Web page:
I endured dress fittings with my ladies-in-waiting literally holding me upright while the seamstress pinned the hem of my dress and tears rolled down my face due to the pain of the intense back spasms. I was certain the seamstress thought I was being married against my will!

A few weeks before our wedding the back spasms stopped being as severe, and I was able to walk again. I kept asking my groom-to-be if he was sure that he wanted to marry someone so “broken.” He never wavered.

So, at the age of 44, on March 24, 2012, I was married. My dream of becoming a wife became reality. A very special man chose to see the real me behind the disability and we have been happily married for over five years.

I encourage all women and men with disabilities of any and every kind not to give up hope. I am living proof that dreams come true!

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Thinkstock photo by Creatas Images.

 

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Learning to Drive as an Adult With Cerebral Palsy

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I’m learning how to drive. I, a 28-year-old woman with cerebral palsy, am finally learning how to drive.

Let me walk you through my experience with driving thus far:

I first got my beginner’s license when I was 19. I really just got it as a piece of I.D. to get into a bar, but that’s besides the point. I went for a few lessons with my parents (God help them!) to attempt to drive with my feet, and only vividly remember the last lesson I had with my dad. I specifically remember this lesson because it was the last time I got in the driver’s seat of a car for almost 10 years.

I was determined that I could drive with my feet. I somehow convinced my dad to let me drive home from a block away, after only having driven a couple times in an empty parking lot. Now, not only do my feet leave much to be desired, I also have terrible depth perception. So, I spent a lot of my time probably five feet away from the curb as my dad yelled at me to get closer/go faster/stop being a lead foot, and cars passed me, drivers giving me the finger along the way. This particular driving lesson ended with a bird flying into the side of the car, bouncing and landing dead in my neighbor’s driveway.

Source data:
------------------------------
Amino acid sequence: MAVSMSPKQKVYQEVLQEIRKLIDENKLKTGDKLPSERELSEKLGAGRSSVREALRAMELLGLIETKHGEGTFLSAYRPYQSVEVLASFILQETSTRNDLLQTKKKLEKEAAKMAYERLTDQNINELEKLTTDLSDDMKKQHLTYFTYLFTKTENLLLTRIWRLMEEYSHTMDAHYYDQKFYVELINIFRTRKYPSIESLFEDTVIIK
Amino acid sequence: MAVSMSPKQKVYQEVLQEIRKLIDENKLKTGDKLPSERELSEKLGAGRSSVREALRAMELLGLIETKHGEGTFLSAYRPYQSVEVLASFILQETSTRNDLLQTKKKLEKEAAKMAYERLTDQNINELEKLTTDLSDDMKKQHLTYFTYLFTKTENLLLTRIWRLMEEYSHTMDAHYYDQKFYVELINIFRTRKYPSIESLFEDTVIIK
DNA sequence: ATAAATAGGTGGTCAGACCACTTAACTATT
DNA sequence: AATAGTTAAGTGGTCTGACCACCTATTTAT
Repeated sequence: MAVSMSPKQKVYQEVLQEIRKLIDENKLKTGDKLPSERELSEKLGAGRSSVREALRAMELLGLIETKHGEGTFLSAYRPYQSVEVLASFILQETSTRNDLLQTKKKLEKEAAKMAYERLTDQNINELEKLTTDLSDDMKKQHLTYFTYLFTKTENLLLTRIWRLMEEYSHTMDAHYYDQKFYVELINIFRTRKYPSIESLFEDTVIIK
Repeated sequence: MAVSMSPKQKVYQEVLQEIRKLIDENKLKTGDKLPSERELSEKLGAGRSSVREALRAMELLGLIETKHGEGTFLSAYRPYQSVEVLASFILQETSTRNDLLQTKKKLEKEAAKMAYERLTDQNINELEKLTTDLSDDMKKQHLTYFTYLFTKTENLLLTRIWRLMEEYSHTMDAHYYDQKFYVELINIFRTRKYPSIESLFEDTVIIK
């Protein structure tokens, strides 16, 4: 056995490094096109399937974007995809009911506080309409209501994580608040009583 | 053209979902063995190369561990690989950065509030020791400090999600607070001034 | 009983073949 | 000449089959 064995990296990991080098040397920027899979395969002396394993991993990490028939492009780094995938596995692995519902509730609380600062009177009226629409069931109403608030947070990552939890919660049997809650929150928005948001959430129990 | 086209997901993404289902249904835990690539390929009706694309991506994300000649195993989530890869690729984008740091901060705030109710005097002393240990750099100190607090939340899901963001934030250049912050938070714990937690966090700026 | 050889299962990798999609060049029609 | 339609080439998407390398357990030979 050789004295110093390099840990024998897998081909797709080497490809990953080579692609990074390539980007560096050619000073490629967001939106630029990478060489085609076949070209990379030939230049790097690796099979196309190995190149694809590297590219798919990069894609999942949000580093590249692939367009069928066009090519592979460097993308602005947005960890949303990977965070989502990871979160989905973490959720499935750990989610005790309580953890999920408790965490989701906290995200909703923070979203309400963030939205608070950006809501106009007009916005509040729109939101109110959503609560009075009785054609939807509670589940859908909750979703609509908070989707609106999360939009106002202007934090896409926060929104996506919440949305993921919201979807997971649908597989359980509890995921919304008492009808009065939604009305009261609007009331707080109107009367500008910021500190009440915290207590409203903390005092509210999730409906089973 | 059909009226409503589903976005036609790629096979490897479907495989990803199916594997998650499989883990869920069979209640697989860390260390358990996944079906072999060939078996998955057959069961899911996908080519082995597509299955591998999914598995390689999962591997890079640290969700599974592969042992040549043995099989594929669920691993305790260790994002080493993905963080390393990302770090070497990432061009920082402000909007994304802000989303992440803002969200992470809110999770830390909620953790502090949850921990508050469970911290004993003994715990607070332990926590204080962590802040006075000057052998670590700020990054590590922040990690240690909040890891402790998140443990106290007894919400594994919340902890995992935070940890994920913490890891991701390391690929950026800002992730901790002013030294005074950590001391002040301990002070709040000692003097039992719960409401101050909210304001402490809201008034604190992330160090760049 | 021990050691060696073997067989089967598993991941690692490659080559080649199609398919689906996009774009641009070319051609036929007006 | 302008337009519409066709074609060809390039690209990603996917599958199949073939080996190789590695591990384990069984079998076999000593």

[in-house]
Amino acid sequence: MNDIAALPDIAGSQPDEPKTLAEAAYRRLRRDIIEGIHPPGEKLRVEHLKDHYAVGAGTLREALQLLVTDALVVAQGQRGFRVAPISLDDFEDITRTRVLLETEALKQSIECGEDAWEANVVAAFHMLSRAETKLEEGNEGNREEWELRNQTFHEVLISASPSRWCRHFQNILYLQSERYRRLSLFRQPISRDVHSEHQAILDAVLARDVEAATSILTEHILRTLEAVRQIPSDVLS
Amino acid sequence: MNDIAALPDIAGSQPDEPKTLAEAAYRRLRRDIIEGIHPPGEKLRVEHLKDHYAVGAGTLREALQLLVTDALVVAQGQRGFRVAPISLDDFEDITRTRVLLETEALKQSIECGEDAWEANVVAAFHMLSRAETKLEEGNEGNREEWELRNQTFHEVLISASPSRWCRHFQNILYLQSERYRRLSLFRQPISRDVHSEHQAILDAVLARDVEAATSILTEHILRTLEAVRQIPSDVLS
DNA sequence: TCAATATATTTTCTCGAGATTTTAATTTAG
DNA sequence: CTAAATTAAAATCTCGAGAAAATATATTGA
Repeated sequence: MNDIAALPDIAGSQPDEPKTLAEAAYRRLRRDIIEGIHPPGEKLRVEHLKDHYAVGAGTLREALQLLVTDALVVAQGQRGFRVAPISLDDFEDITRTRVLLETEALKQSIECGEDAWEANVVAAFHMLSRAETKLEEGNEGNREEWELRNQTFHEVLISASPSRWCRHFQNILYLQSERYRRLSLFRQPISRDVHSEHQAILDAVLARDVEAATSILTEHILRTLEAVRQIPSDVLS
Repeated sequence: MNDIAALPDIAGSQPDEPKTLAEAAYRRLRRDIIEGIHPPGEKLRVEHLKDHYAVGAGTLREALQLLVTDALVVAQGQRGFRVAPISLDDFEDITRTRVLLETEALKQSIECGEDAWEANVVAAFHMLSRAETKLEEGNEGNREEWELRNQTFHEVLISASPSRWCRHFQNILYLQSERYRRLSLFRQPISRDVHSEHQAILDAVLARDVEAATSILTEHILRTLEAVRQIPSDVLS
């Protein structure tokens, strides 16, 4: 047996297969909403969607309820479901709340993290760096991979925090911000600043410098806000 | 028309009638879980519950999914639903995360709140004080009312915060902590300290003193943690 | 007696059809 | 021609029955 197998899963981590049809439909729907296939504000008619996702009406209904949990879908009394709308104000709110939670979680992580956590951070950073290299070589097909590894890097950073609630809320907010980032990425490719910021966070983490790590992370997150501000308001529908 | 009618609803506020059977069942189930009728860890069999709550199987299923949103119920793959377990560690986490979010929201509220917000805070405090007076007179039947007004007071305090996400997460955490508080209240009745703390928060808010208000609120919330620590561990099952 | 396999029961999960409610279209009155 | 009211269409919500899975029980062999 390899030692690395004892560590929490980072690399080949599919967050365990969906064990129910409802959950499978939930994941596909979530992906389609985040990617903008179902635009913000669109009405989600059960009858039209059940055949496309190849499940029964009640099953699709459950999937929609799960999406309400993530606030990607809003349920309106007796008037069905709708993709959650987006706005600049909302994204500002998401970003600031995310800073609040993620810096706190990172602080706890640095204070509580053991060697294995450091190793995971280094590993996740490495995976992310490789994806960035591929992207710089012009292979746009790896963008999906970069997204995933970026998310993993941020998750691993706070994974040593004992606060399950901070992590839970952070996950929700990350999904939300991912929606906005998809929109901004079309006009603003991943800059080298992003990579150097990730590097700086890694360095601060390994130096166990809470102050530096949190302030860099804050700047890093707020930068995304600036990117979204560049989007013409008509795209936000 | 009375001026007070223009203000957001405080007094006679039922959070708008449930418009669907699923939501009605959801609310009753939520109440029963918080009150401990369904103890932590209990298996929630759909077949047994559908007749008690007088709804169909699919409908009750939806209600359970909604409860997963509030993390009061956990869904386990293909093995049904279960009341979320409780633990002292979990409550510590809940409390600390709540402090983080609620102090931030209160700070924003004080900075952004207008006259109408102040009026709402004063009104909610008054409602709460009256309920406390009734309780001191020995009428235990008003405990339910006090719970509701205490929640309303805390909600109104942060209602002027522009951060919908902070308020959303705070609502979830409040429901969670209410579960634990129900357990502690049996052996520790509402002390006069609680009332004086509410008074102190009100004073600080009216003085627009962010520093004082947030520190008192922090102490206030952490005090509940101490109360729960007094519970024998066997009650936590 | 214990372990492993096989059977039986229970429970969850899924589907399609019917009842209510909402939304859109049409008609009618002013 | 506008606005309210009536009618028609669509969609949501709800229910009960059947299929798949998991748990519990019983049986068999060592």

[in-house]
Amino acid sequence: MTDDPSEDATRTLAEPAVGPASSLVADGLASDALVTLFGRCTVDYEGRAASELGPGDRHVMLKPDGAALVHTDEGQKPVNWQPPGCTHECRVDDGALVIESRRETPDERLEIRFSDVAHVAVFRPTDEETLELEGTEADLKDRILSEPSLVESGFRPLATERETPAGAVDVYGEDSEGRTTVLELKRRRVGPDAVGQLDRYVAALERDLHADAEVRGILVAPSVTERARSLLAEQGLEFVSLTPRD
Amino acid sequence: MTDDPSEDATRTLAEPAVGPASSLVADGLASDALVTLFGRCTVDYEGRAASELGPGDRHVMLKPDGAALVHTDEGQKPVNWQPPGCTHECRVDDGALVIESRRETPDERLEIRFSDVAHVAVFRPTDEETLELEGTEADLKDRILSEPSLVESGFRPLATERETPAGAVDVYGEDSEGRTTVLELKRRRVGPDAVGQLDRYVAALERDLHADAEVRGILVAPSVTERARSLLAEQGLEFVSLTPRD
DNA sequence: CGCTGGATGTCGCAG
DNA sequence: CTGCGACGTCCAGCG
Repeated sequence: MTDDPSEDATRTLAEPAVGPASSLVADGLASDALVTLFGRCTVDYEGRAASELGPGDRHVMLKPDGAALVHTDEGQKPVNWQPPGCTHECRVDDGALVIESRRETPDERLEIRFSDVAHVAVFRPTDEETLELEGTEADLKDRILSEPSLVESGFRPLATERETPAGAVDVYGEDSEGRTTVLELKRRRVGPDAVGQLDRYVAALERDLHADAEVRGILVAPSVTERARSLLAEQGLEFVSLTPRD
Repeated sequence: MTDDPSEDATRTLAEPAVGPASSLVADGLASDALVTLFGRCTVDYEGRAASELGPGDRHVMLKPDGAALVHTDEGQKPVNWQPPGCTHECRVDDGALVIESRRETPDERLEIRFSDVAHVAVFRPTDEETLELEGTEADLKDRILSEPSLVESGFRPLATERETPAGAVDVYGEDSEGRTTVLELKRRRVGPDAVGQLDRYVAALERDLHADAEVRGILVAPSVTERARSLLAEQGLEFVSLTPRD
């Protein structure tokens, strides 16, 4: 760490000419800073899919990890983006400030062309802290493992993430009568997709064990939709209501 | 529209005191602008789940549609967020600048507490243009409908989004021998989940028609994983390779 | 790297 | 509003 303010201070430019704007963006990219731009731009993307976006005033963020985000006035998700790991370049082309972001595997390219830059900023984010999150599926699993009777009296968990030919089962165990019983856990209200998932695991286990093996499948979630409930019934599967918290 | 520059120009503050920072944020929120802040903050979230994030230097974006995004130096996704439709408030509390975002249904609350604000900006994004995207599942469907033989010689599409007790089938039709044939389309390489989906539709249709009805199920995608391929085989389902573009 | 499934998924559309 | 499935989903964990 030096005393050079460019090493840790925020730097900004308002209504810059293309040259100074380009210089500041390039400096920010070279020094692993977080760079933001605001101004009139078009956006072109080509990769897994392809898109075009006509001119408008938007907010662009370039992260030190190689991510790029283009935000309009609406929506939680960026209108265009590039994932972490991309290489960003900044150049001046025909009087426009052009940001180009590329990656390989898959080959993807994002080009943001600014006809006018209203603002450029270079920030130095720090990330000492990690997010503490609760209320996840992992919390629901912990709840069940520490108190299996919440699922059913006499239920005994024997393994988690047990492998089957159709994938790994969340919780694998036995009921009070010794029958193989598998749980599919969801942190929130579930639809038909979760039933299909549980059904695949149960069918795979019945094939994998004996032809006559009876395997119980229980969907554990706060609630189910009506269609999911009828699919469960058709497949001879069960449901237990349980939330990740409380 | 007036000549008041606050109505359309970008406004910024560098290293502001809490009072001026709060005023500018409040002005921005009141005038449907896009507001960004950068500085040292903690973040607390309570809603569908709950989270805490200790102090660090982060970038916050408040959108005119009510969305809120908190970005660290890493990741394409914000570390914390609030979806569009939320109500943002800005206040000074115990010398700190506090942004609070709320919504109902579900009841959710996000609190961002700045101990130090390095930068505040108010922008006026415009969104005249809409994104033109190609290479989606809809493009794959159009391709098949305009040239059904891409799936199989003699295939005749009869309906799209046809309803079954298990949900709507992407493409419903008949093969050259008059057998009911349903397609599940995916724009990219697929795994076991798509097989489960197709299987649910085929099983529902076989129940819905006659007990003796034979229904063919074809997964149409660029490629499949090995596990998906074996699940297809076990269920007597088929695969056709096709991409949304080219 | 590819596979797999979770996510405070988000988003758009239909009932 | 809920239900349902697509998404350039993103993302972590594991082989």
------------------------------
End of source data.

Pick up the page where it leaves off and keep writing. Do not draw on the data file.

Recently, I finally decided it was time to actually learn how to drive. I started out trying to drive with my problem children (my feet) again, with my husband white-knuckling the “oh s***” bar and trying really hard not to scream in terror.

We then decided it might be best for me to have a driving assessment done to see if I needed hand controls. So, I went. It started off with a cognitive assessment, which I’m pretty sure was invented specifically to make me feel like a fool and drain my brain of any logical… anything. They said I did well, but they were concerned about my depth perception.

They then wanted me to demonstrate my ability to lift my toes up and down off the ground without lifting my heel. Well, that was a big ol’ nope! So we didn’t even entertain the idea of driving with my feet, and got me hooked up with some hand controls. The car I am learning in has a spinner knob to turn the wheel, and a lever to push for brake and pull for gas.

Through my lessons I’ve learned that despite what your brain tells you, you’re not supposed to look at the “thing” in front of you that you want to avoid hitting. You’re also not supposed to just skip lanes because you want to avoid a median when turning onto a street.

But, in all seriousness, living with CP has shown me time and time again that there are different ways for everyone to do things, and just because you can’t do something the “conventional” way, doesn’t mean you can’t do it at all. A lot of learning and a little bit of perseverance can go a long way.

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Thinkstock image by Marjan Apostolovic.